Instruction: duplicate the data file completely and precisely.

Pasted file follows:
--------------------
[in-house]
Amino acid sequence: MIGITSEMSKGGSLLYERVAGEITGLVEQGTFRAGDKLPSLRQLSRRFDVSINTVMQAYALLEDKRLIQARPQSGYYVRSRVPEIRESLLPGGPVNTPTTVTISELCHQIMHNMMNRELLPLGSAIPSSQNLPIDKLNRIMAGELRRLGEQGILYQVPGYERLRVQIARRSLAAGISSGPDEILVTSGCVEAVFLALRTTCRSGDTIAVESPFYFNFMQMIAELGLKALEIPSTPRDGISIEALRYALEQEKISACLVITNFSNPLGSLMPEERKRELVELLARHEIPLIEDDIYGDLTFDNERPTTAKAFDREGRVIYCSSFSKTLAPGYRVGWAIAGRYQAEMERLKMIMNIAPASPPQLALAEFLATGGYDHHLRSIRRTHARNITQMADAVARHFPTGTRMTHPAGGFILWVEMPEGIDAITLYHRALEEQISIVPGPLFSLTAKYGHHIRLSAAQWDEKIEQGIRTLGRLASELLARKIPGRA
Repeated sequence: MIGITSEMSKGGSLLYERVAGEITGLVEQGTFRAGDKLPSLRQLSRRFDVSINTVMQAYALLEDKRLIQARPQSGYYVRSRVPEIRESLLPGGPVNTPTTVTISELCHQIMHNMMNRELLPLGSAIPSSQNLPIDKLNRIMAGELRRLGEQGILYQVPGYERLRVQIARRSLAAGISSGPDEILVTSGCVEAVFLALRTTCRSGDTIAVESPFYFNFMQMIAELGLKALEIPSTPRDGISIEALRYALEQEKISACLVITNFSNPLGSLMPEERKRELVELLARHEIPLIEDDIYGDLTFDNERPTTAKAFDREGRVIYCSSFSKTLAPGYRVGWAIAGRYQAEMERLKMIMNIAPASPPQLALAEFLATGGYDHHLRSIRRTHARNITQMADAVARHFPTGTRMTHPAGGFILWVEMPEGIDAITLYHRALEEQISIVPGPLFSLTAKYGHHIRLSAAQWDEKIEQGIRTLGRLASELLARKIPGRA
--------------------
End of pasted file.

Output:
[in-house]
Amino acid sequence: MIGITSEMSKGGSLLYERVAGEITGLVEQGTFRAGDKLPSLRQLSRRFDVSINTVMQAYALLEDKRLIQARPQSGYYVRSRVPEIRESLLPGGPVNTPTTVTISELCHQIMHNMMNRELLPLGSAIPSSQNLPIDKLNRIMAGELRRLGEQGILYQVPGYERLRVQIARRSLAAGISSGPDEILVTSGCVEAVFLALRTTCRSGDTIAVESPFYFNFMQMIAELGLKALEIPSTPRDGISIEALRYALEQEKISACLVITNFSNPLGSLMPEERKRELVELLARHEIPLIEDDIYGDLTFDNERPTTAKAFDREGRVIYCSSFSKTLAPGYRVGWAIAGRYQAEMERLKMIMNIAPASPPQLALAEFLATGGYDHHLRSIRRTHARNITQMADAVARHFPTGTRMTHPAGGFILWVEMPEGIDAITLYHRALEEQISIVPGPLFSLTAKYGHHIRLSAAQWDEKIEQGIRTLGRLASELLARKIPGRA
Repeated sequence: MIGITSEMSKGGSLLYERVAGEITGLVEQGTFRAGDKLPSLRQLSRRFDVSINTVMQAYALLEDKRLIQARPQSGYYVRSRVPEIRESLLPGGPVNTPTTVTISELCHQIMHNMMNRELLPLGSAIPSSQNLPIDKLNRIMAGELRRLGEQGILYQVPGYERLRVQIARRSLAAGISSGPDEILVTSGCVEAVFLALRTTCRSGDTIAVESPFYFNFMQMIAELGLKALEIPSTPRDGISIEALRYALEQEKISACLVITNFSNPLGSLMPEERKRELVELLARHEIPLIEDDIYGDLTFDNERPTTAKAFDREGRVIYCSSFSKTLAPGYRVGWAIAGRYQAEMERLKMIMNIAPASPPQLALAEFLATGGYDHHLRSIRRTHARNITQMADAVARHFPTGTRMTHPAGGFILWVEMPEGIDAITLYHRALEEQISIVPGPLFSLTAKYGHHIRLSAAQWDEKIEQGIRTLGRLASELLARKIPGRA